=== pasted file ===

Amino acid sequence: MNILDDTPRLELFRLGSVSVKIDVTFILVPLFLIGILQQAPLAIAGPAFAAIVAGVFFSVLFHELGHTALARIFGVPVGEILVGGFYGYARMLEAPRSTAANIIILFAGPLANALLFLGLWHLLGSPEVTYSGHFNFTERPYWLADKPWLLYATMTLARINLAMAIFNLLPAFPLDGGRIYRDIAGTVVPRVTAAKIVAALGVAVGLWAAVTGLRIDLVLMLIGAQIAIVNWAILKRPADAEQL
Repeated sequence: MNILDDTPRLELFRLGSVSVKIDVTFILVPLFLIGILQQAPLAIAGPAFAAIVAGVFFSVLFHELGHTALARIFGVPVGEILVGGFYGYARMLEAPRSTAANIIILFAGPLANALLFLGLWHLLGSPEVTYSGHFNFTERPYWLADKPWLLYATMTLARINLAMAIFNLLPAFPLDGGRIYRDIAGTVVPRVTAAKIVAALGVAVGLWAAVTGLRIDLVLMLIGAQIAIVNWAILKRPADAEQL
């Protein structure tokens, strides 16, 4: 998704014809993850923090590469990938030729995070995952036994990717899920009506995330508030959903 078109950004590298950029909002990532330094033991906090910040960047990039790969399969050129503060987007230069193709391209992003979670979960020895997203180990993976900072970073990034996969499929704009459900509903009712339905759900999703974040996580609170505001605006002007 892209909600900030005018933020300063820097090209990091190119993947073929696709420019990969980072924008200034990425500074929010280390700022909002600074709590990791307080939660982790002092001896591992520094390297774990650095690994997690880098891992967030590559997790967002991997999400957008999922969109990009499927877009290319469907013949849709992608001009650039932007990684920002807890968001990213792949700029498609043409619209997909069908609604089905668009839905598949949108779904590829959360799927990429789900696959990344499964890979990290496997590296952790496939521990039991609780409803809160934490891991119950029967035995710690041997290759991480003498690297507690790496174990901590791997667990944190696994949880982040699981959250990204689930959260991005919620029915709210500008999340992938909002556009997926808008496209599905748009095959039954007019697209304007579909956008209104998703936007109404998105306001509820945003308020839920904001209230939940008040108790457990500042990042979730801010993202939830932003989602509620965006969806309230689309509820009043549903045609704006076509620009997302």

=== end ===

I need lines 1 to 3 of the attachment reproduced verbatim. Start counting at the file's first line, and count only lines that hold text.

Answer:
Amino acid sequence: MNILDDTPRLELFRLGSVSVKIDVTFILVPLFLIGILQQAPLAIAGPAFAAIVAGVFFSVLFHELGHTALARIFGVPVGEILVGGFYGYARMLEAPRSTAANIIILFAGPLANALLFLGLWHLLGSPEVTYSGHFNFTERPYWLADKPWLLYATMTLARINLAMAIFNLLPAFPLDGGRIYRDIAGTVVPRVTAAKIVAALGVAVGLWAAVTGLRIDLVLMLIGAQIAIVNWAILKRPADAEQL
Repeated sequence: MNILDDTPRLELFRLGSVSVKIDVTFILVPLFLIGILQQAPLAIAGPAFAAIVAGVFFSVLFHELGHTALARIFGVPVGEILVGGFYGYARMLEAPRSTAANIIILFAGPLANALLFLGLWHLLGSPEVTYSGHFNFTERPYWLADKPWLLYATMTLARINLAMAIFNLLPAFPLDGGRIYRDIAGTVVPRVTAAKIVAALGVAVGLWAAVTGLRIDLVLMLIGAQIAIVNWAILKRPADAEQL
């Protein structure tokens, strides 16, 4: 998704014809993850923090590469990938030729995070995952036994990717899920009506995330508030959903 078109950004590298950029909002990532330094033991906090910040960047990039790969399969050129503060987007230069193709391209992003979670979960020895997203180990993976900072970073990034996969499929704009459900509903009712339905759900999703974040996580609170505001605006002007 892209909600900030005018933020300063820097090209990091190119993947073929696709420019990969980072924008200034990425500074929010280390700022909002600074709590990791307080939660982790002092001896591992520094390297774990650095690994997690880098891992967030590559997790967002991997999400957008999922969109990009499927877009290319469907013949849709992608001009650039932007990684920002807890968001990213792949700029498609043409619209997909069908609604089905668009839905598949949108779904590829959360799927990429789900696959990344499964890979990290496997590296952790496939521990039991609780409803809160934490891991119950029967035995710690041997290759991480003498690297507690790496174990901590791997667990944190696994949880982040699981959250990204689930959260991005919620029915709210500008999340992938909002556009997926808008496209599905748009095959039954007019697209304007579909956008209104998703936007109404998105306001509820945003308020839920904001209230939940008040108790457990500042990042979730801010993202939830932003989602509620965006969806309230689309509820009043549903045609704006076509620009997302």